In our third post in the “An Interview With..” series, we continue to introduce the ENPA team – it’s time to meet ENPA convenor, Anni Kajanus.
How do you define or understand psychological anthropology?
I came to psychological anthropology through intersections between anthropology and cognitive sciences. Over the years, I’ve learned about the richness of approaches and themes that go under the umbrella of psychological anthropology, from affect studies to critical approaches to psychoanalysis. In my understanding, psychological anthropology asks questions that cut across the psychological and cultural dimensions or human experience; and through critical engagements, brings anthropology to bear on psychology debates and vice versa.
What are you currently working on?
Broadly, I work on questions of human cooperation and conflict. Right now, I’m at the early stages of an ERC project on the emotion of irritation in cooperative relationships. Irritation is a pervasive feature of the human experience, something that plays a major role in relationships of many kinds. We may find ourselves irritated by strangers, of course, but also – and perhaps even more so – by those with whom we are close, e.g. our long-term partners, siblings and friends. I’m trying to understand why irritation is such a common, even constitutive, feature of our lives. What role does it play in relation to cooperation and morality? We are studying this in 5 countries, combining ethnographic and experimental approaches.
How will your research improve or have a wider impact on society?
Understanding how cooperation is maintained and what happens when it breaks down is important, considering that cooperation is critical to the survival and flourishing of our species, and life, in the broadest sense. How emotions are experienced in different cultural-historical settings will contribute towards a nuanced understanding of emotional and intimate lives. And at a more practical level, understanding why we get irritated, what we need this emotion for, and what are its mechanisms, helps to alleviate the psychosocial and social burdens it imposes on individuals and groups.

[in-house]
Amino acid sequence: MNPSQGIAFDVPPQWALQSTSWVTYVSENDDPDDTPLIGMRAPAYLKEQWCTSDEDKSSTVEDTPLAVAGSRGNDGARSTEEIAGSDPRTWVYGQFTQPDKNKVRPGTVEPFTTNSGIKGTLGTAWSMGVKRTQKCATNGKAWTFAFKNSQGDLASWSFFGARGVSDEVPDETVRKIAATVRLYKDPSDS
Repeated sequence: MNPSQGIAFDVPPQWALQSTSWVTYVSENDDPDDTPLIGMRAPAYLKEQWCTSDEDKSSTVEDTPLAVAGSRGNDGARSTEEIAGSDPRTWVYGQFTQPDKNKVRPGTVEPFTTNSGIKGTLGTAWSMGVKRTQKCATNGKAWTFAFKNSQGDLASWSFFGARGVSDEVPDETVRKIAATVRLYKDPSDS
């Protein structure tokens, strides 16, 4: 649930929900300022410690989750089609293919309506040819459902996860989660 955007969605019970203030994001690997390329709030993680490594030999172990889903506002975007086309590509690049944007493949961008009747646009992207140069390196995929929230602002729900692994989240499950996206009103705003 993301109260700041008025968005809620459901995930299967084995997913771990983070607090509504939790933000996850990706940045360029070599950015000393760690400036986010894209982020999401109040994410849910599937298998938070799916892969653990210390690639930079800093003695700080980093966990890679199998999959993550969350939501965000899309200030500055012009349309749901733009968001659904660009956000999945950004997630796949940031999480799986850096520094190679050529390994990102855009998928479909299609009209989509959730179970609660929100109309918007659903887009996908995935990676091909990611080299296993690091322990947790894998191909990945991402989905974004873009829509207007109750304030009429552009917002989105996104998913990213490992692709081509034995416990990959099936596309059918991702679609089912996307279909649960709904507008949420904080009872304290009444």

What is your favourite ethnography? Why?
I’d have to go back to the ethnographies I read as a student; they had a profound impact on me. I read great ethnographies all the time, but those first experiences of getting immersed in anthropological thinking and ethnography can never really be matched. I really loved Fruit of the Motherland: Gender in an Egalitarian Society, by Maria Lepowsky.
What do you do outside of research work?
Martial arts have always been a huge part of my life. I also spend much of my time laughing at puppy shenanigans with my kids.
About the Author
Anni is an Associate Professor of Social and Cultural Anthropology at the University of Helsinki, working at the interfaces between culture and cognition, morality and cooperation. Her regional focus is China, where she has worked on a range of topics including migration, one-child policy, gender, education, and child-development.
Her most recent research brings together methods and approaches from anthropology and psychology, for a comparative study of human social and cognitive development across cultural-historical contexts, including cooperative behaviours, morality, emotional life, etc. Currently Anni is leading two projects that investigate the role of irritation in human sociality, funded by ERC Starting Grant, and Academy of Finland. You can follow her on Twitter @AnniKajanus.